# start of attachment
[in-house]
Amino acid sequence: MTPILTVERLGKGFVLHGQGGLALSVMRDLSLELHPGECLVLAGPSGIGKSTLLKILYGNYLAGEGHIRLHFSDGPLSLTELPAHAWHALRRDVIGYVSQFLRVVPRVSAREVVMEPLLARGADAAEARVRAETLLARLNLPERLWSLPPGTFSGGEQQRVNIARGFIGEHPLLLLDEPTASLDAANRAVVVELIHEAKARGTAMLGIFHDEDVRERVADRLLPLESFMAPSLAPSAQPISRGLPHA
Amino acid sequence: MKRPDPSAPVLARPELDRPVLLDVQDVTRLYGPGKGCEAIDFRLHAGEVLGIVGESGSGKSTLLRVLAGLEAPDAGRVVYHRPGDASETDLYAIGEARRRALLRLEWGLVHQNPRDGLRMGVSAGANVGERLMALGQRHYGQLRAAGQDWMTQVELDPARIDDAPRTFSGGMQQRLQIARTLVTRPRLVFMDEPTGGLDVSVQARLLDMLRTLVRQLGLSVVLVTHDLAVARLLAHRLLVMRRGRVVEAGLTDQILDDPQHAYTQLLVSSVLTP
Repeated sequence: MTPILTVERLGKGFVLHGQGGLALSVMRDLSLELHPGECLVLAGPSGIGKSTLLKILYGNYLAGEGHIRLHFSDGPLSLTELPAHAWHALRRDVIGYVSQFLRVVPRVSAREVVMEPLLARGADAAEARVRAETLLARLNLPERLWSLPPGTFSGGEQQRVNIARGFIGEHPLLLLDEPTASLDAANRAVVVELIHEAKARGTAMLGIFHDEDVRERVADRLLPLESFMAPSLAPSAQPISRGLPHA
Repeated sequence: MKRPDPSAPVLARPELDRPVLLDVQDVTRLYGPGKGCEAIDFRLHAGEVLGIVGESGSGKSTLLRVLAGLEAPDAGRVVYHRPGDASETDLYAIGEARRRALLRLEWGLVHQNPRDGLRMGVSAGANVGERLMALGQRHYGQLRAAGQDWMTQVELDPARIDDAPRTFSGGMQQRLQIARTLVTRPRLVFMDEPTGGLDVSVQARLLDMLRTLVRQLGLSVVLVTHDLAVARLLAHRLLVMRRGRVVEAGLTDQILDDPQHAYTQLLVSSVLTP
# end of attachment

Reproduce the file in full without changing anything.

[in-house]
Amino acid sequence: MTPILTVERLGKGFVLHGQGGLALSVMRDLSLELHPGECLVLAGPSGIGKSTLLKILYGNYLAGEGHIRLHFSDGPLSLTELPAHAWHALRRDVIGYVSQFLRVVPRVSAREVVMEPLLARGADAAEARVRAETLLARLNLPERLWSLPPGTFSGGEQQRVNIARGFIGEHPLLLLDEPTASLDAANRAVVVELIHEAKARGTAMLGIFHDEDVRERVADRLLPLESFMAPSLAPSAQPISRGLPHA
Amino acid sequence: MKRPDPSAPVLARPELDRPVLLDVQDVTRLYGPGKGCEAIDFRLHAGEVLGIVGESGSGKSTLLRVLAGLEAPDAGRVVYHRPGDASETDLYAIGEARRRALLRLEWGLVHQNPRDGLRMGVSAGANVGERLMALGQRHYGQLRAAGQDWMTQVELDPARIDDAPRTFSGGMQQRLQIARTLVTRPRLVFMDEPTGGLDVSVQARLLDMLRTLVRQLGLSVVLVTHDLAVARLLAHRLLVMRRGRVVEAGLTDQILDDPQHAYTQLLVSSVLTP
Repeated sequence: MTPILTVERLGKGFVLHGQGGLALSVMRDLSLELHPGECLVLAGPSGIGKSTLLKILYGNYLAGEGHIRLHFSDGPLSLTELPAHAWHALRRDVIGYVSQFLRVVPRVSAREVVMEPLLARGADAAEARVRAETLLARLNLPERLWSLPPGTFSGGEQQRVNIARGFIGEHPLLLLDEPTASLDAANRAVVVELIHEAKARGTAMLGIFHDEDVRERVADRLLPLESFMAPSLAPSAQPISRGLPHA
Repeated sequence: MKRPDPSAPVLARPELDRPVLLDVQDVTRLYGPGKGCEAIDFRLHAGEVLGIVGESGSGKSTLLRVLAGLEAPDAGRVVYHRPGDASETDLYAIGEARRRALLRLEWGLVHQNPRDGLRMGVSAGANVGERLMALGQRHYGQLRAAGQDWMTQVELDPARIDDAPRTFSGGMQQRLQIARTLVTRPRLVFMDEPTGGLDVSVQARLLDMLRTLVRQLGLSVVLVTHDLAVARLLAHRLLVMRRGRVVEAGLTDQILDDPQHAYTQLLVSSVLTP